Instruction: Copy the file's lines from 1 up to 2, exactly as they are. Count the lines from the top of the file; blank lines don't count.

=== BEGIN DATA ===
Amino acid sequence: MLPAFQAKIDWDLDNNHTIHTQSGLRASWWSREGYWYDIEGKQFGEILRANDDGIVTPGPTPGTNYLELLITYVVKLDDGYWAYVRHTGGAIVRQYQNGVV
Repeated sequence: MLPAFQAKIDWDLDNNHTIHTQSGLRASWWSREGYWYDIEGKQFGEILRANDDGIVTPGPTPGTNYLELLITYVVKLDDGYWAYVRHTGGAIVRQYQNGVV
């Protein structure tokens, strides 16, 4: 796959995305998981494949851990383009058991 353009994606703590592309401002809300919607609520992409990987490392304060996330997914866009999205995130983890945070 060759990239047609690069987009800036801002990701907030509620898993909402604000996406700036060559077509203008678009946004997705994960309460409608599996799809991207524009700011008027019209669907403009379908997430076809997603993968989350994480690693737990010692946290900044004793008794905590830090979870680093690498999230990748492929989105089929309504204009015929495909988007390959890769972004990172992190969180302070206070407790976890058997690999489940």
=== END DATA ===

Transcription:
Amino acid sequence: MLPAFQAKIDWDLDNNHTIHTQSGLRASWWSREGYWYDIEGKQFGEILRANDDGIVTPGPTPGTNYLELLITYVVKLDDGYWAYVRHTGGAIVRQYQNGVV
Repeated sequence: MLPAFQAKIDWDLDNNHTIHTQSGLRASWWSREGYWYDIEGKQFGEILRANDDGIVTPGPTPGTNYLELLITYVVKLDDGYWAYVRHTGGAIVRQYQNGVV